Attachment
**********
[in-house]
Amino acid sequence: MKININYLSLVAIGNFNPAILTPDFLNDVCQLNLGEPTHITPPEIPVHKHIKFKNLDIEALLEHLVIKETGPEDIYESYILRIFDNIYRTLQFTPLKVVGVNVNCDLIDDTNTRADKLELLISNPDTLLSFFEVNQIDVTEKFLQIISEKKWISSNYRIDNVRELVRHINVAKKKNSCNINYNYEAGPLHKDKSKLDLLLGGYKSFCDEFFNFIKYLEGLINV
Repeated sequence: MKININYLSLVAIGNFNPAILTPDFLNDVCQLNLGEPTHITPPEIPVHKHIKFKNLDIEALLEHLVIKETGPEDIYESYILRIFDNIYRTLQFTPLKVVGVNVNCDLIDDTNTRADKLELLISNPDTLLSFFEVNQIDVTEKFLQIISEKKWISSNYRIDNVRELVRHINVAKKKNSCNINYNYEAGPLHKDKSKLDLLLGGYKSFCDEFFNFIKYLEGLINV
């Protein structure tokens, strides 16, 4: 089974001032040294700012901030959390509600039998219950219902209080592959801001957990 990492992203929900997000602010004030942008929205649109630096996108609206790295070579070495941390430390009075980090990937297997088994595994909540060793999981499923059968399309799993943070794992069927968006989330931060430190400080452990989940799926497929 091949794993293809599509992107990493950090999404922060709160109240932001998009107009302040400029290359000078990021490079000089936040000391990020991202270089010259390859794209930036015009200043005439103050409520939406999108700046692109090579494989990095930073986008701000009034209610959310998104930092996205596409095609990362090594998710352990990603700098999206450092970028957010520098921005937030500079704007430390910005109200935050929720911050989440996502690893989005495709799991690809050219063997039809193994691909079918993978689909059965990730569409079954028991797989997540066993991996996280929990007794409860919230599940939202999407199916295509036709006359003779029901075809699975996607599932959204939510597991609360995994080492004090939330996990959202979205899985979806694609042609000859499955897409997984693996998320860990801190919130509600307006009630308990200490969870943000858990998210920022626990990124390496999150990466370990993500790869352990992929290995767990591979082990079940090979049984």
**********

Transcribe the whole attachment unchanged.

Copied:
[in-house]
Amino acid sequence: MKININYLSLVAIGNFNPAILTPDFLNDVCQLNLGEPTHITPPEIPVHKHIKFKNLDIEALLEHLVIKETGPEDIYESYILRIFDNIYRTLQFTPLKVVGVNVNCDLIDDTNTRADKLELLISNPDTLLSFFEVNQIDVTEKFLQIISEKKWISSNYRIDNVRELVRHINVAKKKNSCNINYNYEAGPLHKDKSKLDLLLGGYKSFCDEFFNFIKYLEGLINV
Repeated sequence: MKININYLSLVAIGNFNPAILTPDFLNDVCQLNLGEPTHITPPEIPVHKHIKFKNLDIEALLEHLVIKETGPEDIYESYILRIFDNIYRTLQFTPLKVVGVNVNCDLIDDTNTRADKLELLISNPDTLLSFFEVNQIDVTEKFLQIISEKKWISSNYRIDNVRELVRHINVAKKKNSCNINYNYEAGPLHKDKSKLDLLLGGYKSFCDEFFNFIKYLEGLINV
């Protein structure tokens, strides 16, 4: 089974001032040294700012901030959390509600039998219950219902209080592959801001957990 990492992203929900997000602010004030942008929205649109630096996108609206790295070579070495941390430390009075980090990937297997088994595994909540060793999981499923059968399309799993943070794992069927968006989330931060430190400080452990989940799926497929 091949794993293809599509992107990493950090999404922060709160109240932001998009107009302040400029290359000078990021490079000089936040000391990020991202270089010259390859794209930036015009200043005439103050409520939406999108700046692109090579494989990095930073986008701000009034209610959310998104930092996205596409095609990362090594998710352990990603700098999206450092970028957010520098921005937030500079704007430390910005109200935050929720911050989440996502690893989005495709799991690809050219063997039809193994691909079918993978689909059965990730569409079954028991797989997540066993991996996280929990007794409860919230599940939202999407199916295509036709006359003779029901075809699975996607599932959204939510597991609360995994080492004090939330996990959202979205899985979806694609042609000859499955897409997984693996998320860990801190919130509600307006009630308990200490969870943000858990998210920022626990990124390496999150990466370990993500790869352990992929290995767990591979082990079940090979049984």